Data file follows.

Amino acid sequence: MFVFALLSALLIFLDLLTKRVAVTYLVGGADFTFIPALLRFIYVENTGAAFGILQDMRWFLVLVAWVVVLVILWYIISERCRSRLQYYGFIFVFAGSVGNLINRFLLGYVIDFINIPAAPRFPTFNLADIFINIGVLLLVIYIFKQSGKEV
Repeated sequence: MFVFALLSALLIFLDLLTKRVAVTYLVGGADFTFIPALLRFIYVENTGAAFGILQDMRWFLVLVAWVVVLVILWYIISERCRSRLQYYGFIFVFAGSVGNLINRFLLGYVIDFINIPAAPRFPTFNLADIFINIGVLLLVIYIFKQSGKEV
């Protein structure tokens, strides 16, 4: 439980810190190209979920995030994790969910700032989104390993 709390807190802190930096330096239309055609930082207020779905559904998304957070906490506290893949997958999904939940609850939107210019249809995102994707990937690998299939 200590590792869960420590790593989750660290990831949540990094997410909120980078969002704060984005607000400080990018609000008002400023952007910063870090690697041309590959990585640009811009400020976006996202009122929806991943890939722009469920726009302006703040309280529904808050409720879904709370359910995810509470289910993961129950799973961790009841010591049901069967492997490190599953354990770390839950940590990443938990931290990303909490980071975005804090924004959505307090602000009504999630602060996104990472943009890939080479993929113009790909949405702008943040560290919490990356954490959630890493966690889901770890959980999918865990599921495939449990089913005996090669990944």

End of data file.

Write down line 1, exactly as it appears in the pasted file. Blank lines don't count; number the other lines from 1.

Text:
Amino acid sequence: MFVFALLSALLIFLDLLTKRVAVTYLVGGADFTFIPALLRFIYVENTGAAFGILQDMRWFLVLVAWVVVLVILWYIISERCRSRLQYYGFIFVFAGSVGNLINRFLLGYVIDFINIPAAPRFPTFNLADIFINIGVLLLVIYIFKQSGKEV